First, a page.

I was trying to use my limited first hand experience with gas piston powerplants instead of depending on secondhand knowledge.
          I also doubt if SIG USA will ever staff up inhouse to build anything close to their SSG ASP20 ever again.


    • Siraniko,

      As I said at the beginning of Part 1, this is not an air rifle that I would ever have considered for myself. I’m testing it because one was sent to me and because there seems to be a large group who are fascinated with it. I will test it thoroughly.


  2. BB,
    That’s some decent power; the cocking force is high, but this isn’t the kind of rifle you are meant to sit and use for an extended plinking session.
    I really hope the accuracy is on par with the power level.
    I think you’re right that open-sighted is the way this gun is intended to be used.
    That being said, is it possible to remove that rail on top of the rifle?
    It looks like it’s just held on by a couple of screws on each side.
    It’s certainly an interesting piece; thank you for choosing to review it. 🙂
    Blessings to you,

  3. This thing may not be great for Jackalope hunting. With the bayonet it may be OK, but it is starting to sound like this thing may only be good for snipe hunting. At least you can put any snipe you catch in the “purse”.

    I was kind of afraid of that. This is starting to sound like one of those “fishing lure” airguns. I do not have enough years left in me to play around with one of these things. There are too many nice quality airguns out there for me to play with.

    Thanks BB for looking at this thing. As I am not likely to go Jackalope hunting, I do not need this.

      • Breeze,

        The misspelt “propogation” clearly shows it’s a fake, a forgery, a…
        “The Jackalope… often accompanies cowboys singing…”?

        Oh ok, bonafide! 🙂

        What a document! Thanks for making me smile… ! 🙂

        edit: my girlfriend too!

          • Breeze,

            yes, I saw that, for example, napalm is out. However, “Slingshot tranquilizing pellets are legal.”

            As it does not exactly specify, how those have to be used, I imagine a non-firearm classified shotgun of sorts would be optimal. One would not want to miss a Jackalope on account of their “… Knife-like antlers.” 🙂

            Congratulations to Mr. W. Bingham, your brother, who must’ve successfully clambered around the Dakota Territory mountains in the very early morning hours by the light of an almost full moon. It wasn’t atop a president’s head by any chance that he spotted the Jackalope’s ears (and antler)? 🙂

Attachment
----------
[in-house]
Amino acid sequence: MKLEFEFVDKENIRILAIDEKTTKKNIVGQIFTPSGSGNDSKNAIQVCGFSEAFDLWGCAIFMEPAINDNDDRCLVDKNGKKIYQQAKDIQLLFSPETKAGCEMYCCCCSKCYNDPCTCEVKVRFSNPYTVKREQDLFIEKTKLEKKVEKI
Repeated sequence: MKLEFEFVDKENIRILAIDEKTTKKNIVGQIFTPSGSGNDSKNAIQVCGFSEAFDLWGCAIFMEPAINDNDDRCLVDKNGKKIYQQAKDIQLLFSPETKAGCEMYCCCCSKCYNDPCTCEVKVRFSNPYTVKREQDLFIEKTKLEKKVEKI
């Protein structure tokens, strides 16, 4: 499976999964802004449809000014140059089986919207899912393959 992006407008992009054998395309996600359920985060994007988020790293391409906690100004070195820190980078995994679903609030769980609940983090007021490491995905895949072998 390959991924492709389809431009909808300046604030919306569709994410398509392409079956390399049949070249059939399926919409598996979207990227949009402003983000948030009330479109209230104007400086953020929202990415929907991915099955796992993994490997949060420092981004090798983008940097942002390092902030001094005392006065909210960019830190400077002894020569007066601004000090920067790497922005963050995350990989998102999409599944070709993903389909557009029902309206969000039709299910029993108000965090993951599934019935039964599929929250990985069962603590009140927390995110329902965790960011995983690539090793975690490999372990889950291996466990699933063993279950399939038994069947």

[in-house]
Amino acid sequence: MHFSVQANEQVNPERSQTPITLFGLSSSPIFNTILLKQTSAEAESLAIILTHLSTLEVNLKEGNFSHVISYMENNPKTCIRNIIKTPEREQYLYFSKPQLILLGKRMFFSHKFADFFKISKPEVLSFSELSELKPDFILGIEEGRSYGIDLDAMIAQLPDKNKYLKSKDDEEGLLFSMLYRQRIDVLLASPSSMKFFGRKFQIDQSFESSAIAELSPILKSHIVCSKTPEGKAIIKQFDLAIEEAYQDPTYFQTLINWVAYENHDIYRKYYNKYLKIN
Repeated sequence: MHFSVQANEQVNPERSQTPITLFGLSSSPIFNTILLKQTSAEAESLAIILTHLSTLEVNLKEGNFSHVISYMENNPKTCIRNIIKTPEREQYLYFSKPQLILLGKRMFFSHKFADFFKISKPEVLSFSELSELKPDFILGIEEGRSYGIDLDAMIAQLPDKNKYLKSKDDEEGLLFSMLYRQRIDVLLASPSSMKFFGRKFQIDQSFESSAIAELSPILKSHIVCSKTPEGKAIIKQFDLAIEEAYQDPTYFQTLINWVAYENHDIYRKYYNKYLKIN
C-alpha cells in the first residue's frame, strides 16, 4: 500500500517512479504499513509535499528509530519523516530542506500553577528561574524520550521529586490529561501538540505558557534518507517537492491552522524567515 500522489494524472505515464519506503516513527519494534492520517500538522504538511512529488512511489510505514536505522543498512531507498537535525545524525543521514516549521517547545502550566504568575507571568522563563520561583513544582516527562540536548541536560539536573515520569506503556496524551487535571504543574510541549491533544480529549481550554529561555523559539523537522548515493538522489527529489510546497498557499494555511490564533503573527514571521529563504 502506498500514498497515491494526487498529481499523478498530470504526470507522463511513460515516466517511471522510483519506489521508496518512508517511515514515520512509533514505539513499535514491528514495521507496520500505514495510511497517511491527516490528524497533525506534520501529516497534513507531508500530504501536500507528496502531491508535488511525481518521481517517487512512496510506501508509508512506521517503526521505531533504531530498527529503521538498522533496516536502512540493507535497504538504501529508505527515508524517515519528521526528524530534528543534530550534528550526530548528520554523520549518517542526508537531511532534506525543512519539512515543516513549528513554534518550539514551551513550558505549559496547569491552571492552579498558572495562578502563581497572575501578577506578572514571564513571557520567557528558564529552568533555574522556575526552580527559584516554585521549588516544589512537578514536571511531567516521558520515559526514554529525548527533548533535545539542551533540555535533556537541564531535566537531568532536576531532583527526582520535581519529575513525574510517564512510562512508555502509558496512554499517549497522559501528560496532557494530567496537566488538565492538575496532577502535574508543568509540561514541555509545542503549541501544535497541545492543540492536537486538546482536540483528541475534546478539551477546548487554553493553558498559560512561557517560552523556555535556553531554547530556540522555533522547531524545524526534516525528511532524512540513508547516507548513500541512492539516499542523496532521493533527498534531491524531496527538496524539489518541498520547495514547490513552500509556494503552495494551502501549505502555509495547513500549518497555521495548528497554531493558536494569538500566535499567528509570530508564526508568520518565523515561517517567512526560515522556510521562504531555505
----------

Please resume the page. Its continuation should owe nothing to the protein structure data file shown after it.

• I mentioned Jackalopes to my girlfriend. Then I had to explain… 🙂

        Finally, I read out aloud Black Bunker’s closing words on their page featuring this folding-stock breakbarrel airgun. Before I had even finished, she started walking away, saying: “people are stupid”.

        Clearly my mistake has been, taking this BM8 thing seriously. I think the people at Black Bunker are much more imaginative and have a much greater sense of humour than I. Must be my German jeans, erm, genes…

      • Breeze,

        That 5,000′ or above altitude limitation for the hunts, even in the full Dakota Territory, is very limiting since most all of the territory is well under 5’000′ MSL (Mean Sea Level)…dang bureaucrats!


  4. Not sure if the bayonet fits both the threaded and unthreaded or how it is retained on the rifle. The barrel cap or the locking pin that is used to hold it in the folded position.
    I emailed the company and suggested they simply sell the bayonet as a stand-alone item that just happens to fit it. That way the responsibility for the rifle with it installed is on the owner who went out of his way to purchase it and install it.
    I will assume most collectors will want it to complete the package with all accessories like any other military rifle. Nice to have and display but not really intended for use, other than an emergency, whatever that may be?
    So, BB, in hindsight, you never really shoot hundreds of rounds through these ‘new’ rifles being tested to smooth things out a little, do you?